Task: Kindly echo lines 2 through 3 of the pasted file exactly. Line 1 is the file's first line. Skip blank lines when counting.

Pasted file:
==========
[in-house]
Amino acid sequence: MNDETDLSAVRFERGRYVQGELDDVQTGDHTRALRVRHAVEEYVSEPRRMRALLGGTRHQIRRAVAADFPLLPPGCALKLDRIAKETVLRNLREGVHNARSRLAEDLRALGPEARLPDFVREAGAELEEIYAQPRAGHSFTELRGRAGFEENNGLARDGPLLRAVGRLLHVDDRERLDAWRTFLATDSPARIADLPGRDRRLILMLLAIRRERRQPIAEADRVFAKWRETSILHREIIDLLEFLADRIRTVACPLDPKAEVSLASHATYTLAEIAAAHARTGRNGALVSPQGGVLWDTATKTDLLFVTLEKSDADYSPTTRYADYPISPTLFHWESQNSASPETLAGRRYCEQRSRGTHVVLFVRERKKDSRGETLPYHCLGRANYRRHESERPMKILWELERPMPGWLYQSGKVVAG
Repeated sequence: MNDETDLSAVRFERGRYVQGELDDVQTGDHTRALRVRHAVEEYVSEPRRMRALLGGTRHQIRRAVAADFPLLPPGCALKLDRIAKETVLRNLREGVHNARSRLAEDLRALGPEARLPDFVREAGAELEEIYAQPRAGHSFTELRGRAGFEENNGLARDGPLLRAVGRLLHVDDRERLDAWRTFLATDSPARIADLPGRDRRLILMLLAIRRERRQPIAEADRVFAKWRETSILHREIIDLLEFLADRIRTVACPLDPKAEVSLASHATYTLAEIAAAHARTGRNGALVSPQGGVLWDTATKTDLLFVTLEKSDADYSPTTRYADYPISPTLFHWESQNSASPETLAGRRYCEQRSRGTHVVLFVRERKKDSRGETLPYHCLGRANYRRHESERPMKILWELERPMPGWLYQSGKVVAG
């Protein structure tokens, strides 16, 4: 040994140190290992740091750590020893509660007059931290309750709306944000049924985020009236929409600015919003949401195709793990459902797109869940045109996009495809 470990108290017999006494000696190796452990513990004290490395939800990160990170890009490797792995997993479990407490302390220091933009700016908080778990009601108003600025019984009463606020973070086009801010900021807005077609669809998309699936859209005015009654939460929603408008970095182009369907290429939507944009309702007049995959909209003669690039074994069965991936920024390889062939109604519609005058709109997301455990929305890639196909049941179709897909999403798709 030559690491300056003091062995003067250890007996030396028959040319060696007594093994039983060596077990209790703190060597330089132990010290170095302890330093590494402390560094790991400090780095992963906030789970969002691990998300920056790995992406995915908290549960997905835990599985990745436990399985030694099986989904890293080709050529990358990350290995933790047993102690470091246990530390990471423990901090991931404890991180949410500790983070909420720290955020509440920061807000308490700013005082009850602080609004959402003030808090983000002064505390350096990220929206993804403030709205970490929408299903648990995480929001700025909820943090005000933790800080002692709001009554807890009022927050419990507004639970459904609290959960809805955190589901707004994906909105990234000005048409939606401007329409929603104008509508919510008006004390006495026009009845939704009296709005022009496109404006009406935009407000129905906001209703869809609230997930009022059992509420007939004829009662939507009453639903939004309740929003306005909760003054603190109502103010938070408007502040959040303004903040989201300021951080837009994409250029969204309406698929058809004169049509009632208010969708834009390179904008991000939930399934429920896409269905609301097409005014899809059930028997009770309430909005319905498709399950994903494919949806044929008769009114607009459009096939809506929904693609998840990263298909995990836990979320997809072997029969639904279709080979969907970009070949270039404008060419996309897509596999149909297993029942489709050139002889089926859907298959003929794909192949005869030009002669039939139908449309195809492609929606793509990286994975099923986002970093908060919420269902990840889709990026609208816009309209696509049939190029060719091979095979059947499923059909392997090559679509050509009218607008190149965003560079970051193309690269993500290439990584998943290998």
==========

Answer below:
Amino acid sequence: MNDETDLSAVRFERGRYVQGELDDVQTGDHTRALRVRHAVEEYVSEPRRMRALLGGTRHQIRRAVAADFPLLPPGCALKLDRIAKETVLRNLREGVHNARSRLAEDLRALGPEARLPDFVREAGAELEEIYAQPRAGHSFTELRGRAGFEENNGLARDGPLLRAVGRLLHVDDRERLDAWRTFLATDSPARIADLPGRDRRLILMLLAIRRERRQPIAEADRVFAKWRETSILHREIIDLLEFLADRIRTVACPLDPKAEVSLASHATYTLAEIAAAHARTGRNGALVSPQGGVLWDTATKTDLLFVTLEKSDADYSPTTRYADYPISPTLFHWESQNSASPETLAGRRYCEQRSRGTHVVLFVRERKKDSRGETLPYHCLGRANYRRHESERPMKILWELERPMPGWLYQSGKVVAG
Repeated sequence: MNDETDLSAVRFERGRYVQGELDDVQTGDHTRALRVRHAVEEYVSEPRRMRALLGGTRHQIRRAVAADFPLLPPGCALKLDRIAKETVLRNLREGVHNARSRLAEDLRALGPEARLPDFVREAGAELEEIYAQPRAGHSFTELRGRAGFEENNGLARDGPLLRAVGRLLHVDDRERLDAWRTFLATDSPARIADLPGRDRRLILMLLAIRRERRQPIAEADRVFAKWRETSILHREIIDLLEFLADRIRTVACPLDPKAEVSLASHATYTLAEIAAAHARTGRNGALVSPQGGVLWDTATKTDLLFVTLEKSDADYSPTTRYADYPISPTLFHWESQNSASPETLAGRRYCEQRSRGTHVVLFVRERKKDSRGETLPYHCLGRANYRRHESERPMKILWELERPMPGWLYQSGKVVAG